It’s no secret that I wasn’t particularly wowed by the third season of Voltron: Legendary Defender. But that doesn’t mean I didn’t still binge the fourth season — all… six… episodes of it — as soon as they dropped last Friday. I went into this season hoping for a lot more meaty character development after the setup and plot heavy last season, but did I get it?
The short answer is: no. Season 4 continued to barrel along at a breakneck pace without ever giving us any meaty character background-support that would help justify or strengthen the sweeping actions the characters took.
As is often our wont, we ended up reccing a fic for something before we actually reviewed the thing. Ah well; such is fandom. Voltron: Legendary Defender Season 3 was, as I mentioned in my fic rec, a bit, uh, brief; only seven episodes long, to be precise. On the upside, there will be more story in October when Season 4 drops; on the downside, S4 will only be six episodes long, which makes it kind of feel like it’s just the second half of Season 3 gussied up to look like its own season. While it was nice to finally get a continuation of the story that ended on such a cliffhanger in Season 2, and while this mini-season did give us some character development and history, it didn’t really feel like a complete story, and I’m worried too much got left by the wayside.
Voltron: Legendary Defender‘s Season 3 has come and gone already – pretty easy when the runtime of the whole season is less than three hours. With only seven episodes to satiate my needs for its particular brand of mediocre-to-promising character development and giant robot lions punching things, the obvious next step was turning to fanfic. And although the Voltron AO3 section can be like a kinked-out version of the Wild West on the best of days, I was lucky enough to find this character-centric gem after just a bit of searching.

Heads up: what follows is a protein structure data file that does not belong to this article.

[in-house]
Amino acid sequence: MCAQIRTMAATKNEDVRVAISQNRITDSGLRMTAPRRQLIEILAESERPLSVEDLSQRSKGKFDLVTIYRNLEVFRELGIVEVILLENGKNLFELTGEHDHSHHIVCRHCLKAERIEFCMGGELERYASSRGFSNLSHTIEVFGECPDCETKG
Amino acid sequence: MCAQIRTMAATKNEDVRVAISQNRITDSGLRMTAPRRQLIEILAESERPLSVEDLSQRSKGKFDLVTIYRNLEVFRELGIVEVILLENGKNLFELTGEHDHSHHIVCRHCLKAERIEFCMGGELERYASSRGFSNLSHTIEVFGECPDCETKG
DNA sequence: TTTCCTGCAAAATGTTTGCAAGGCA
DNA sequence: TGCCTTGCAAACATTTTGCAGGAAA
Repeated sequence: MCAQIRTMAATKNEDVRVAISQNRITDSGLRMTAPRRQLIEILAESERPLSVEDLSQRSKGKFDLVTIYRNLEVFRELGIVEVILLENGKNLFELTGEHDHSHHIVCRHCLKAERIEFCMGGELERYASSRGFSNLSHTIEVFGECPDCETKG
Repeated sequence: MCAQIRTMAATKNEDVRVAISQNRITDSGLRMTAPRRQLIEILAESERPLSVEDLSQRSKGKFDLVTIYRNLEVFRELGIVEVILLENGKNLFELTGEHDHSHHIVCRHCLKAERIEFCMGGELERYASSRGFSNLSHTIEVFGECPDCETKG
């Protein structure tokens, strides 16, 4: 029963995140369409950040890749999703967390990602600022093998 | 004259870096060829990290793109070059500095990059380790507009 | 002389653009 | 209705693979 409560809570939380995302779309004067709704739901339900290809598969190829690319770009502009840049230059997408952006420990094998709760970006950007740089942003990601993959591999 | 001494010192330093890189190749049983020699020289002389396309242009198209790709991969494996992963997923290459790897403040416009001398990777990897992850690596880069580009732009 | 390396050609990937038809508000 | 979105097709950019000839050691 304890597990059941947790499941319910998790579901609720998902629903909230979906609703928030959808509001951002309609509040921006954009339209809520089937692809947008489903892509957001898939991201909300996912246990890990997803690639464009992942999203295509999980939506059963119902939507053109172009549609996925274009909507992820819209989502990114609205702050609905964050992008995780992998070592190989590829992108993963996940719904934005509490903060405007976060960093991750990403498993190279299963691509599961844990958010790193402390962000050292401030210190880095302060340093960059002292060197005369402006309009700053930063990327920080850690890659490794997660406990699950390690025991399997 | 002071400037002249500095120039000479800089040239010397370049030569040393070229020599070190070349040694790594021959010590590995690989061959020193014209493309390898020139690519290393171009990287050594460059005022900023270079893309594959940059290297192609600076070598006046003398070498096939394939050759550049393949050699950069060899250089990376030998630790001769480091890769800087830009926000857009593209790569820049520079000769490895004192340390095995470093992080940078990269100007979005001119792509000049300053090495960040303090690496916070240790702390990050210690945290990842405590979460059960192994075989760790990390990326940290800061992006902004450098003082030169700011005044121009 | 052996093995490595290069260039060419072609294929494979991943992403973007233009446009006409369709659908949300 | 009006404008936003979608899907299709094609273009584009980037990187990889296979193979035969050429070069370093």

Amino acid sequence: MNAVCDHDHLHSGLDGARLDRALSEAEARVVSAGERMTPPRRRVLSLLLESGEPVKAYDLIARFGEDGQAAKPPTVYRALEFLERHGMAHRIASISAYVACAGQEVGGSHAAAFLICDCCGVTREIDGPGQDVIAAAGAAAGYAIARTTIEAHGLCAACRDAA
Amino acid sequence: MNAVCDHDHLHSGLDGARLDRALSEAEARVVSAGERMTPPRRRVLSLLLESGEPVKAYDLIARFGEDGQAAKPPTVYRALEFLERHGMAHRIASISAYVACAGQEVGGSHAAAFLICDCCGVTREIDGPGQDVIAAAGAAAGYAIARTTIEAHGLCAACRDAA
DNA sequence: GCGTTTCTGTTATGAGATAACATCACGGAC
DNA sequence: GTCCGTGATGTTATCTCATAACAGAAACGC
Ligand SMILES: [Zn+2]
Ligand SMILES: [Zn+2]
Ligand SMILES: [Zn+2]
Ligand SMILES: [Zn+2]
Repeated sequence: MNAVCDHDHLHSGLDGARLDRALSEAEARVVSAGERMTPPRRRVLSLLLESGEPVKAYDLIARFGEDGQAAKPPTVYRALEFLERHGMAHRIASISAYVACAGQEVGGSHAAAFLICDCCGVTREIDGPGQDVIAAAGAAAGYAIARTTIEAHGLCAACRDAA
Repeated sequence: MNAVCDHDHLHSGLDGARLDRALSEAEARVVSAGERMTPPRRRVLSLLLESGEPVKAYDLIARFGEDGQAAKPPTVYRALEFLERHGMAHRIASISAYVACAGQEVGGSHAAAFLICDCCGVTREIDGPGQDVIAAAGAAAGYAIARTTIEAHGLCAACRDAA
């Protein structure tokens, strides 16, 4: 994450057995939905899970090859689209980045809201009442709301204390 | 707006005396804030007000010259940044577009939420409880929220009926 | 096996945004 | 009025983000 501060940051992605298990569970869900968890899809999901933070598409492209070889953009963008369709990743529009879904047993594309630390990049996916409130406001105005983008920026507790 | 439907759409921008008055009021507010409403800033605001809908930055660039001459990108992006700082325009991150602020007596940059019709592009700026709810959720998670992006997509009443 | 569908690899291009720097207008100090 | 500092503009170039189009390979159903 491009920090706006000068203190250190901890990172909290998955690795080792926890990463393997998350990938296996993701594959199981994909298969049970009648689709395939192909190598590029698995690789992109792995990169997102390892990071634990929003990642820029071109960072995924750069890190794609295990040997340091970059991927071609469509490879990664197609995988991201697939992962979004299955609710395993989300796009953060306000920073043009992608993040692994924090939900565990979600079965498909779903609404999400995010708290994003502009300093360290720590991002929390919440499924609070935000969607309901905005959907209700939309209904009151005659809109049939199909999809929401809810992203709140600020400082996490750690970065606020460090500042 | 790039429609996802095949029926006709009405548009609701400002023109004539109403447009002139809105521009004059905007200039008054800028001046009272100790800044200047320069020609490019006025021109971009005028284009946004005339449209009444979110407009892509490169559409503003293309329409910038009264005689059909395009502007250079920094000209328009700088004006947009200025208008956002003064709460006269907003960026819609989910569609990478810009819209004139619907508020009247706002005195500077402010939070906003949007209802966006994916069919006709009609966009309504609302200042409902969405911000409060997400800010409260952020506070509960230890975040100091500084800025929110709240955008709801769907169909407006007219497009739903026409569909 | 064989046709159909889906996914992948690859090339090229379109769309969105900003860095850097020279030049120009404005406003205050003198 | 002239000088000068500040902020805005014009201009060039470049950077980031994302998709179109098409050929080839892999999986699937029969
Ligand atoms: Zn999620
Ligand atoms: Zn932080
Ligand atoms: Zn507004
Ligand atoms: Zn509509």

As my favorite Voltron fics often are, this fic is told from a trans!Pidge’s POV, and centers on her relationship with Shiro following the events of this season.
The second season of Voltron: Legendary Defender came out on Jan 20th, the same day as Inauguration Day here in the States, and like many others, I wanted to watch it in lieu of watching the inauguration. But I ended up watching the ceremony with my family, and then I made the decision to go get drunk instead of binge-watching Netflix. (Note: We at LGG&F do not formally advocate getting drunk as a coping mechanism, even if one’s country is crumbling into a pile of orange Cheeto dust.) However, I’ve now finished the series, and I’m happy to report that I liked it a great deal more than I thought I would, given my lukewarm review of the first season.
Massive spoilers below!
From left to right: Hunk, Allura’s aide Coran, Allura, Lance, Keith, Shiro, and Pidge. (via technobuffalo)
I’m still working my way through the second season of Voltron: Legendary Defender. (No spoilers, please!) I felt similarly to Luce about the first season, and while I really want to like the characters, most of them still feel stuck in stereotypical ruts. That said, I do find Pidge an incredibly intriguing character. As a tremendously smart and techy girl who was undercover as a boy (or, at least, people assumed she was a boy and she didn’t correct them) so she could find her missing family, she already has a much more complex backstory than most of the dude Paladins. On top of this, one of my favorite theories/headcanons coming out of Season 1 was that Pidge was trans. While my own personal headcanon leans more toward a genderqueer/nonbinary Pidge, this fanfic paints an excellent and thoughtful picture of Pidge as a trans girl.
Netflix has been the source of many a binge-watching show, particularly for this blog—Daredevil, Jessica Jones, and Sense8 are all programs that we’ve had fun analyzing and celebrating. So when I heard that Studio Mir had a new show on Netflix called Voltron: Legendary Defender, I had to check it out. As usual, I had fun binge-watching it, but… I didn’t really have any strong feelings about it one way or the other. It certainly has potential, but it hasn’t quite blossomed yet.